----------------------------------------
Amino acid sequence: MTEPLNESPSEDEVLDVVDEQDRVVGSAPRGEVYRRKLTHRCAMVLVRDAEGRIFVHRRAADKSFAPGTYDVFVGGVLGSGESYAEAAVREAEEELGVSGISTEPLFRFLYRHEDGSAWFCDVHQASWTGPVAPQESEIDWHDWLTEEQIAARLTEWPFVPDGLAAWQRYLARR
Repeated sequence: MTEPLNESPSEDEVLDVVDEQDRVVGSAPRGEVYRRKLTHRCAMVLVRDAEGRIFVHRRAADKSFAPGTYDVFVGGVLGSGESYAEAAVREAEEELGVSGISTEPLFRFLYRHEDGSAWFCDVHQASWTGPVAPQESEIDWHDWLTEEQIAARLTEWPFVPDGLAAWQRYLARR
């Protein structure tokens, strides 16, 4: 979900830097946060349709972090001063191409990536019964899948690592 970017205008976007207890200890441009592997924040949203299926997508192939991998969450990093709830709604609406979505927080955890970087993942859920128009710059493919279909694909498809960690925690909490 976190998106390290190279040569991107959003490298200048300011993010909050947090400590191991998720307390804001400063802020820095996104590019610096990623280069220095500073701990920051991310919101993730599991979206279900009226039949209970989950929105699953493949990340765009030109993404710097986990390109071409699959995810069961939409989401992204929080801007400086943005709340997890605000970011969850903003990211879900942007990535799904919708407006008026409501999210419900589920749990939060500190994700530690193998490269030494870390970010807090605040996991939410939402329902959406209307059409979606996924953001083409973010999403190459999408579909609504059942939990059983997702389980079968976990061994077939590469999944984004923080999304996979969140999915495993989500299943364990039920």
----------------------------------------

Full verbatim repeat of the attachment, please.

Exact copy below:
Amino acid sequence: MTEPLNESPSEDEVLDVVDEQDRVVGSAPRGEVYRRKLTHRCAMVLVRDAEGRIFVHRRAADKSFAPGTYDVFVGGVLGSGESYAEAAVREAEEELGVSGISTEPLFRFLYRHEDGSAWFCDVHQASWTGPVAPQESEIDWHDWLTEEQIAARLTEWPFVPDGLAAWQRYLARR
Repeated sequence: MTEPLNESPSEDEVLDVVDEQDRVVGSAPRGEVYRRKLTHRCAMVLVRDAEGRIFVHRRAADKSFAPGTYDVFVGGVLGSGESYAEAAVREAEEELGVSGISTEPLFRFLYRHEDGSAWFCDVHQASWTGPVAPQESEIDWHDWLTEEQIAARLTEWPFVPDGLAAWQRYLARR
């Protein structure tokens, strides 16, 4: 979900830097946060349709972090001063191409990536019964899948690592 970017205008976007207890200890441009592997924040949203299926997508192939991998969450990093709830709604609406979505927080955890970087993942859920128009710059493919279909694909498809960690925690909490 976190998106390290190279040569991107959003490298200048300011993010909050947090400590191991998720307390804001400063802020820095996104590019610096990623280069220095500073701990920051991310919101993730599991979206279900009226039949209970989950929105699953493949990340765009030109993404710097986990390109071409699959995810069961939409989401992204929080801007400086943005709340997890605000970011969850903003990211879900942007990535799904919708407006008026409501999210419900589920749990939060500190994700530690193998490269030494870390970010807090605040996991939410939402329902959406209307059409979606996924953001083409973010999403190459999408579909609504059942939990059983997702389980079968976990061994077939590469999944984004923080999304996979969140999915495993989500299943364990039920």